An emergency can trigger unusual spending. If you have no emergency fund, you will have to borrow money to solve the problem. If the debt is large it will take years of catch-up to pay it off. How would you adjust lifestyle to pay off both the debt and the accumulating burden of interest costs?
Sometimes the problem is not created in an instant, but rather over time, caused by unrealistic expectations- of your spouse, children, family and neighbourhood. It just creeps up, always manageable, until suddenly it is not.
Sometimes the problem is created by our attitude of entitlement, this destructive expectation of accumulation without striving or effort. Our next generation, our children, inherit our attitude of entitlement, and perhaps we inherited it ourselves.
The odd reality is that all of these conditions can apply to any of us, regardless of income. Because the problem is universal, an increase in income does not change the pattern. Financial stress is neither caused by nor alleviated by changes in level of income. It is a function of who we are, and our culture.
The rhythm of our culture beats around us and we move with the flow. To make changes that are internalized and lasting you have to step away from the beat.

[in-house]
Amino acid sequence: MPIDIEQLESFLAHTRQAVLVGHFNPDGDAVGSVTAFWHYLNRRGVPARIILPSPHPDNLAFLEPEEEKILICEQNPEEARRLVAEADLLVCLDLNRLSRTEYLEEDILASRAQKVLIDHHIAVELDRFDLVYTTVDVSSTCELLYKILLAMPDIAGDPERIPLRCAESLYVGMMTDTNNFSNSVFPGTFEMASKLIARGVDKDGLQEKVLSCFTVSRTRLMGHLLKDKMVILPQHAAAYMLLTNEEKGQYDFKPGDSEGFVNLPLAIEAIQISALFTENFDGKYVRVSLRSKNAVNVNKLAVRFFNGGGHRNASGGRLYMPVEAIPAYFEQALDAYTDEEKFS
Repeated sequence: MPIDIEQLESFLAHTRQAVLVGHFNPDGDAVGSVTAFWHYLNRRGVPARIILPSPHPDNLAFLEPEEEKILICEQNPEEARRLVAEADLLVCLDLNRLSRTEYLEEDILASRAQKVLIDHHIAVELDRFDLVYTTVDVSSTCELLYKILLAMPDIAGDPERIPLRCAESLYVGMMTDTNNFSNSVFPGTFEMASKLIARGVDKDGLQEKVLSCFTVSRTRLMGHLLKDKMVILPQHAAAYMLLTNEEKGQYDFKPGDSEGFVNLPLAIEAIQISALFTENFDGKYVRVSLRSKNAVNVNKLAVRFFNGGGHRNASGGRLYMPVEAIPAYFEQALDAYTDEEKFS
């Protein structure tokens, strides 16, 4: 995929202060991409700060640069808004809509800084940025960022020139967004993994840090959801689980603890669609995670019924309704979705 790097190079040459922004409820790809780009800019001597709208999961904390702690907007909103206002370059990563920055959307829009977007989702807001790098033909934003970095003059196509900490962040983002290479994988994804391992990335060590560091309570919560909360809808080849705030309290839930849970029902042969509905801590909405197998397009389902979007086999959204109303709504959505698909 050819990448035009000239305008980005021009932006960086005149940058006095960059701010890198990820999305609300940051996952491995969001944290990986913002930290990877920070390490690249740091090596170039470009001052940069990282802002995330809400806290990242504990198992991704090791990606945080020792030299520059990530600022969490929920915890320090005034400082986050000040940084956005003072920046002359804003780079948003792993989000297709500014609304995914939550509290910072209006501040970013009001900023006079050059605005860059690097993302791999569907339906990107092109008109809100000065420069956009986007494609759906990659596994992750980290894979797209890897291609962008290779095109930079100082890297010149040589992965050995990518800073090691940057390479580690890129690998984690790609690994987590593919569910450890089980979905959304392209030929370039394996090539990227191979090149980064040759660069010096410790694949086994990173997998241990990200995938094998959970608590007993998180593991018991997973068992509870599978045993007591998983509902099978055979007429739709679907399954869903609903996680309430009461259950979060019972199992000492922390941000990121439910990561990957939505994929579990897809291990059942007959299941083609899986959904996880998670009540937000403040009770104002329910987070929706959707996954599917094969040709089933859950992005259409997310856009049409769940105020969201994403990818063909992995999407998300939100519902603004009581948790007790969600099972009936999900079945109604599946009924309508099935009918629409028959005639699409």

If you have large debt you must stop spending. Not so easy. Budgets do not work for most of us. I think that budgets work for people who are comfortable with fairly rigid structure. For the rest of us, we have to seek an alternative.
A Three Month Experiment
Step One: This is a three month program that reduces most of your discretionary spending. Learning to say “no” is so difficult because our national prosperity is dependent on achieving ever higher levels of production and consumption. We are bombarded with incentives, planned obsolescence, and changing trends. So, simply list all of your discretionary items, prioritize them, and we will go through it all in the next Blog.